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Re: URIEquivalence-15 and IRIs

From: <Misha.Wolf@reuters.com>
Date: Tue, 09 Jul 2002 12:09:44 +0100
Message-ID: <T5bfbb393d1c407b706150@reuters.com>
To: Martin Duerst <duerst@w3.org>
Cc: w3c-i18n-ig@w3.org, www-tag@w3.org


Hi Martin,

I think the IRI spec [1] should state explicitly that by "character-by-
character equivalent" we mean that all of these (taken from a para a bit
further on) are different:
-  foo://example.com/XML
-  foo://example.com/XM%4C
-  foo://example.com/XM%4c

After all, the Namespaces spec [2] states that:
   [Definition:] URI references which identify namespaces are considered
   identical when they are exactly the same character-for-character.
and there has been discussion of what exactly this means.  Just repeating
it won't, IMO, clear up the confusion.

[1] http://www.ietf.org/internet-drafts/draft-duerst-iri-01.txt
[2] http://www.w3.org/TR/REC-xml-names

Thanks,
Misha


On 09/07/2002 10:30:45 Martin Duerst wrote:
> Dear TAG,
>
> Misha has already said that there is a new version of the IRI
> draft; this is now also officially available at
> http://www.ietf.org/internet-drafts/draft-duerst-iri-01.txt.
>
> I would like to draw your attention to Section 2.3,
> IRI Equivalence and Normalization, in particular to:
>
>      In some scenarios, such as XML Namespaces  ([XMLNamespace]), a
>      definite answer to the question of IRI equivalence is needed that is
>      independent of the scheme used and always can be calculated quickly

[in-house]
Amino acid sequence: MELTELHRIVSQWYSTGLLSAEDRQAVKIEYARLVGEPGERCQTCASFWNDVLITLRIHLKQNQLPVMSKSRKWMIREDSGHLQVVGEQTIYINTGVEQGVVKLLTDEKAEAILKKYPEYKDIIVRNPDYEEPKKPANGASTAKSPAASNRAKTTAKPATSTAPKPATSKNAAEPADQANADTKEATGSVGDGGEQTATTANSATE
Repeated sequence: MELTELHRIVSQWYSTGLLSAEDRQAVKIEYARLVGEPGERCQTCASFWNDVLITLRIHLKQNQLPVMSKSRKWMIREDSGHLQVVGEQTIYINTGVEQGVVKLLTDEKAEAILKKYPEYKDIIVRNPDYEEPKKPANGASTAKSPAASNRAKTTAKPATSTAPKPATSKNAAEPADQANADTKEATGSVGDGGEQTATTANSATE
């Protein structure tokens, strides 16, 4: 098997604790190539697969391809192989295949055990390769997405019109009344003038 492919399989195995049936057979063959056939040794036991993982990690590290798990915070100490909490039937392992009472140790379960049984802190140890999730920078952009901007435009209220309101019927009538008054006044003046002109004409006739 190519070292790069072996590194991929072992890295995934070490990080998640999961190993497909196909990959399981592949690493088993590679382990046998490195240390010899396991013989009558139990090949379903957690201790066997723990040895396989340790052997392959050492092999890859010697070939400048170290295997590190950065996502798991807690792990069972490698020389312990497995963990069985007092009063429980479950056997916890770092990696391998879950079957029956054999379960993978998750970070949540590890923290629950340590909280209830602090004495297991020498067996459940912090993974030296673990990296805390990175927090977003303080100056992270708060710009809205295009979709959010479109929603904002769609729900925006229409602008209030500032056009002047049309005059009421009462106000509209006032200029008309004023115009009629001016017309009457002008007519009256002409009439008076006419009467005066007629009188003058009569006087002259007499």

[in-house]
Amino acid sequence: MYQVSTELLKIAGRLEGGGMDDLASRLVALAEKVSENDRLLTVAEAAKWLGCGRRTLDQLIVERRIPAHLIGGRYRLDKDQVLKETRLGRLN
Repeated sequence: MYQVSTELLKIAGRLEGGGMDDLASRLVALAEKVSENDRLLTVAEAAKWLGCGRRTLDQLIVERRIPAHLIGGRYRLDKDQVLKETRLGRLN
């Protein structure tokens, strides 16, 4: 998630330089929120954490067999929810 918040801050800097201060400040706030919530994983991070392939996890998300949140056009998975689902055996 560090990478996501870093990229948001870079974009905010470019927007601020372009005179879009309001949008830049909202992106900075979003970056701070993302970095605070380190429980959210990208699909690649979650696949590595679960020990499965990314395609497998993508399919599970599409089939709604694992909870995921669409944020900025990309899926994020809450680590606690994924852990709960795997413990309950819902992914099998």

>      and without accessing a network.  In such cases, two IRIs SHOULD be
>      defined as equivalent if and only if they are character-by-character
>      equivalent (which is the same as byte-by-byte equivalent if the
>      character encoding for both IRIs is the same).  In such a case, the
>      comparison function MUST NOT map the IRIs to URIs.
>
> Please note that this makes an explicit interpretation of
> 'character-by-character', according with what we understand
> to be current practice.
>
> We plan to some last edits on this document around July 22nd,
> and then plan to send it off to the IESG. We would be glad to
> change the above if the TAG decides that something different
> is needed, but we would need a decision fairly soon.
>
> Many thanks in advance,     Martin.
>
>
> At 19:10 02/05/27 +0900, Martin Duerst wrote:
> >Dear TAG,
> >
> >Here is my input on the issue of URI/IRI equivalence, for
> >your consideration. This is a very important issue for IRIs.
> >
> >First and foremost, while it's okay to call the issue
> >'URIEquivalence-15', its resolution should really be a solution
> >both for URI equivalence and for IRI equivalence. While the
> >choices are the same in both cases, IRIs bring in additional
> >considerations.
> >
> >The core choices from the view of IRIs are:
> >
> >a) 'character-by-character equivalence'
> >    (taking a %hh-escaping as three characters)
> >b) '%hh-escape equivalence' (equivalencing %hh-escape
> >    sequences with the characters (based on US-ASCII/UTF-8)
> >    they stand for (except for reserved characters!)